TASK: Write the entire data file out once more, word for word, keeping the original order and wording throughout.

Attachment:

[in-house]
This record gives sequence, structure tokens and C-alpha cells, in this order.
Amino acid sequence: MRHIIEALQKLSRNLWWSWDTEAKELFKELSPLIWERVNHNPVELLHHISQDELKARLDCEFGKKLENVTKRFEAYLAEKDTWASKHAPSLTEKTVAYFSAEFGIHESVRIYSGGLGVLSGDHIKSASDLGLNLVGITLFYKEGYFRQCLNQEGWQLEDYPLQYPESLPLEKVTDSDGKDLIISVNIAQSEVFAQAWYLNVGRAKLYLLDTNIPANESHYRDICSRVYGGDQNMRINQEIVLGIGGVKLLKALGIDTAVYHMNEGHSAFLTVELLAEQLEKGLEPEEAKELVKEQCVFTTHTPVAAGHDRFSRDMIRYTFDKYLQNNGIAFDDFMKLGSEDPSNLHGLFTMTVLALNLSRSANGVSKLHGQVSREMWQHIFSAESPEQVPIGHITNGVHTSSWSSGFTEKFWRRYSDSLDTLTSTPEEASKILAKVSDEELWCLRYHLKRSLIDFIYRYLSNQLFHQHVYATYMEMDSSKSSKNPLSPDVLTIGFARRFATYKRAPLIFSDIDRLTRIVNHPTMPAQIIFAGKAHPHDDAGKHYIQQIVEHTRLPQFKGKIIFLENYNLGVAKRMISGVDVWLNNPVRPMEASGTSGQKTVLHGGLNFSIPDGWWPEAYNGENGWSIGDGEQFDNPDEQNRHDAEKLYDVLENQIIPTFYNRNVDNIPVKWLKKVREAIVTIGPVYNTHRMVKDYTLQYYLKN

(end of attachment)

[in-house]
This record gives sequence, structure tokens and C-alpha cells, in this order.
Amino acid sequence: MRHIIEALQKLSRNLWWSWDTEAKELFKELSPLIWERVNHNPVELLHHISQDELKARLDCEFGKKLENVTKRFEAYLAEKDTWASKHAPSLTEKTVAYFSAEFGIHESVRIYSGGLGVLSGDHIKSASDLGLNLVGITLFYKEGYFRQCLNQEGWQLEDYPLQYPESLPLEKVTDSDGKDLIISVNIAQSEVFAQAWYLNVGRAKLYLLDTNIPANESHYRDICSRVYGGDQNMRINQEIVLGIGGVKLLKALGIDTAVYHMNEGHSAFLTVELLAEQLEKGLEPEEAKELVKEQCVFTTHTPVAAGHDRFSRDMIRYTFDKYLQNNGIAFDDFMKLGSEDPSNLHGLFTMTVLALNLSRSANGVSKLHGQVSREMWQHIFSAESPEQVPIGHITNGVHTSSWSSGFTEKFWRRYSDSLDTLTSTPEEASKILAKVSDEELWCLRYHLKRSLIDFIYRYLSNQLFHQHVYATYMEMDSSKSSKNPLSPDVLTIGFARRFATYKRAPLIFSDIDRLTRIVNHPTMPAQIIFAGKAHPHDDAGKHYIQQIVEHTRLPQFKGKIIFLENYNLGVAKRMISGVDVWLNNPVRPMEASGTSGQKTVLHGGLNFSIPDGWWPEAYNGENGWSIGDGEQFDNPDEQNRHDAEKLYDVLENQIIPTFYNRNVDNIPVKWLKKVREAIVTIGPVYNTHRMVKDYTLQYYLKN